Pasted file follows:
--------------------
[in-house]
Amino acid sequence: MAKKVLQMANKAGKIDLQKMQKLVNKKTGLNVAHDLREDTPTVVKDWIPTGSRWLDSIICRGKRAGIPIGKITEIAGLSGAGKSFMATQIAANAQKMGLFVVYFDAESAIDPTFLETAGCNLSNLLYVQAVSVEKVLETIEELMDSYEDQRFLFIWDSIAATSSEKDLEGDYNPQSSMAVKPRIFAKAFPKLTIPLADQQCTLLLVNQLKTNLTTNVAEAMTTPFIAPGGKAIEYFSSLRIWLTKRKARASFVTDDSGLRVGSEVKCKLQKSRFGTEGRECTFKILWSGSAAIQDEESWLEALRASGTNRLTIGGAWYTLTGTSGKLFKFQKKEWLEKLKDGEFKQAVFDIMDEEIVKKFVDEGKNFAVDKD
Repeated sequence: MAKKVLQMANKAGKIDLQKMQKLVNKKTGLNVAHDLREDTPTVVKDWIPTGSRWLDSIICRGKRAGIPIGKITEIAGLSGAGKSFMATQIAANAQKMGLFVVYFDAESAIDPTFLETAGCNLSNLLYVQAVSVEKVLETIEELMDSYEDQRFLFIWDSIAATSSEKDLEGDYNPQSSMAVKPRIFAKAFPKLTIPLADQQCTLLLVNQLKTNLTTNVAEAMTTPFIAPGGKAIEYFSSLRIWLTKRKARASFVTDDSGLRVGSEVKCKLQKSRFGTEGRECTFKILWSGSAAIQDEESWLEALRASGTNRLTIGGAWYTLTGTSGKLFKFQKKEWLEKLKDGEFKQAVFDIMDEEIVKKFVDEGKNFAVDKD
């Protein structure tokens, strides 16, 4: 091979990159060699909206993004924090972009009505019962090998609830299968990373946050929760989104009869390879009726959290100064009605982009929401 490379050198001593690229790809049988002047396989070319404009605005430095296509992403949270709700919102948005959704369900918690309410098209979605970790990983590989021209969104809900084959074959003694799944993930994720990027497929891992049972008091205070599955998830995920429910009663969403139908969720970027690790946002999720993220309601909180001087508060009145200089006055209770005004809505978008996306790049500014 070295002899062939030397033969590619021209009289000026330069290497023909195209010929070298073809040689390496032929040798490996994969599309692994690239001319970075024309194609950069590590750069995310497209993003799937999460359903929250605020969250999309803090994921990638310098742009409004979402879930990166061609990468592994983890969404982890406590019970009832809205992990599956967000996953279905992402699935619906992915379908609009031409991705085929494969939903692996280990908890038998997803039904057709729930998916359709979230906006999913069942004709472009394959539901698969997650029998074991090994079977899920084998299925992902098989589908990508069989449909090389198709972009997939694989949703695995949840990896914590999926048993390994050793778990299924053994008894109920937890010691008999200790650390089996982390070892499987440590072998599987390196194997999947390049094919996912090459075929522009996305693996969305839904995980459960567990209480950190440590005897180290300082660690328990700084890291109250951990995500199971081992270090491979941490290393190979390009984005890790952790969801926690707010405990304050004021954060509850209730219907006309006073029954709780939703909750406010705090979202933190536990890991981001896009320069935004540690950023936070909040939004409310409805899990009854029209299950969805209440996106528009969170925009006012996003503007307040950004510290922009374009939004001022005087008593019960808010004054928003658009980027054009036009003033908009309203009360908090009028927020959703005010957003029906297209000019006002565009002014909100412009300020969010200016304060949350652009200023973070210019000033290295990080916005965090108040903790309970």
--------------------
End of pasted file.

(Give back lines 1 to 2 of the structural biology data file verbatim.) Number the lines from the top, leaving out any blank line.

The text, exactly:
[in-house]
Amino acid sequence: MAKKVLQMANKAGKIDLQKMQKLVNKKTGLNVAHDLREDTPTVVKDWIPTGSRWLDSIICRGKRAGIPIGKITEIAGLSGAGKSFMATQIAANAQKMGLFVVYFDAESAIDPTFLETAGCNLSNLLYVQAVSVEKVLETIEELMDSYEDQRFLFIWDSIAATSSEKDLEGDYNPQSSMAVKPRIFAKAFPKLTIPLADQQCTLLLVNQLKTNLTTNVAEAMTTPFIAPGGKAIEYFSSLRIWLTKRKARASFVTDDSGLRVGSEVKCKLQKSRFGTEGRECTFKILWSGSAAIQDEESWLEALRASGTNRLTIGGAWYTLTGTSGKLFKFQKKEWLEKLKDGEFKQAVFDIMDEEIVKKFVDEGKNFAVDKD